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Significant Scots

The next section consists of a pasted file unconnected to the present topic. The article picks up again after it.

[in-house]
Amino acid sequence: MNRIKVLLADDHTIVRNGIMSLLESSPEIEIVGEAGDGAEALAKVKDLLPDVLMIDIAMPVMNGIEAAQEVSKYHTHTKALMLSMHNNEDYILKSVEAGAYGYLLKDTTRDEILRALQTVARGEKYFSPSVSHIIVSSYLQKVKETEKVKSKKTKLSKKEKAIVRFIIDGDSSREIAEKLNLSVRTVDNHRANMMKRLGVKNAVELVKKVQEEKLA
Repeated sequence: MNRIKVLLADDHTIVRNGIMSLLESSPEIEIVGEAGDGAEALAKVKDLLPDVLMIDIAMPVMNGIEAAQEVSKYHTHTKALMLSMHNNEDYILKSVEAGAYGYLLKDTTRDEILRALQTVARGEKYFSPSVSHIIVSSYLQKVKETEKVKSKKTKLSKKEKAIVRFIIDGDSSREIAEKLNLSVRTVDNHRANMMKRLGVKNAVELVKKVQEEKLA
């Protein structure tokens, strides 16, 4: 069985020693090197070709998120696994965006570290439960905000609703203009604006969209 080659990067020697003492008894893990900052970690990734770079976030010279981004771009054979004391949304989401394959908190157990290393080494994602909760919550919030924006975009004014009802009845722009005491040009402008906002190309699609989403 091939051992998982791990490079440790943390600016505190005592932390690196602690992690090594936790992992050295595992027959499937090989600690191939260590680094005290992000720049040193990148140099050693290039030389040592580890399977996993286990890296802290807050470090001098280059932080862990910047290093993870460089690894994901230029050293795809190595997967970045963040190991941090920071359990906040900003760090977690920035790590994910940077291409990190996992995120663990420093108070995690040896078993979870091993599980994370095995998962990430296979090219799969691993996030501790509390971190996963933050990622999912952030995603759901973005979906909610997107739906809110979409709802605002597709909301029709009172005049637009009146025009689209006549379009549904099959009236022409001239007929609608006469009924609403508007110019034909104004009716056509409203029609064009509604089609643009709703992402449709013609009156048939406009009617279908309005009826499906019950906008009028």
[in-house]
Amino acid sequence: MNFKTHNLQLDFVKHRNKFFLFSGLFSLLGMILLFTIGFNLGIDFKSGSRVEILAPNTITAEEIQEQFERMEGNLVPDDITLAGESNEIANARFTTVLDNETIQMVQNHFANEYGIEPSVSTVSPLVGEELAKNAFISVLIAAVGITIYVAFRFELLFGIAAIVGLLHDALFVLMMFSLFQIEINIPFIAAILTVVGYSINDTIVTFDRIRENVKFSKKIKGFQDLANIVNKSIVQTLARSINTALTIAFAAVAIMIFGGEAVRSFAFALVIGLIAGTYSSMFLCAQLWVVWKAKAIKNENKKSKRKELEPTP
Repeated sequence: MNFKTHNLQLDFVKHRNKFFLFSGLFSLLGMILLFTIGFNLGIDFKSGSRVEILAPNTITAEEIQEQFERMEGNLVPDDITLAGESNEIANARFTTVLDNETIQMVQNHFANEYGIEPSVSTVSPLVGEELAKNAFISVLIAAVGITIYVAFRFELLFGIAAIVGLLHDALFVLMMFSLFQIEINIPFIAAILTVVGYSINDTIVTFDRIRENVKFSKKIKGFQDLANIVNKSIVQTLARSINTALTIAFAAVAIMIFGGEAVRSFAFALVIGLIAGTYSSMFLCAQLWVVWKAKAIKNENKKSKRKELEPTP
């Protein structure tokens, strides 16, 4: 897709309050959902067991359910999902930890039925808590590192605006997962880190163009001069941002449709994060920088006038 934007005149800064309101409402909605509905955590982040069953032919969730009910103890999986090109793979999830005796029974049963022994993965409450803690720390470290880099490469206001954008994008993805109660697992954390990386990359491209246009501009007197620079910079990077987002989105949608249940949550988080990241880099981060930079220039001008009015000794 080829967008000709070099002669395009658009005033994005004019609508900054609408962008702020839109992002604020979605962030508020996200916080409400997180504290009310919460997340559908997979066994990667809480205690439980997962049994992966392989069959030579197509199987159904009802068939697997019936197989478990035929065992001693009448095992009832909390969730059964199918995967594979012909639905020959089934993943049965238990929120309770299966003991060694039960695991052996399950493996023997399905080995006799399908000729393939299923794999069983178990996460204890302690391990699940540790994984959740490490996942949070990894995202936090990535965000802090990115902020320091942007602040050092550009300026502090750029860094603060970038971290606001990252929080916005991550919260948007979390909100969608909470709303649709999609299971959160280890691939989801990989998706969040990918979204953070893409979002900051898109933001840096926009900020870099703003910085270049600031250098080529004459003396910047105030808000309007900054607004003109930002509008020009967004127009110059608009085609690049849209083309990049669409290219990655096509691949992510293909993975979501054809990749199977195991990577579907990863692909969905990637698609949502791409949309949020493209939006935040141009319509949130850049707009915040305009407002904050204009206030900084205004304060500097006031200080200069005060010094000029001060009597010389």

Thomas Boston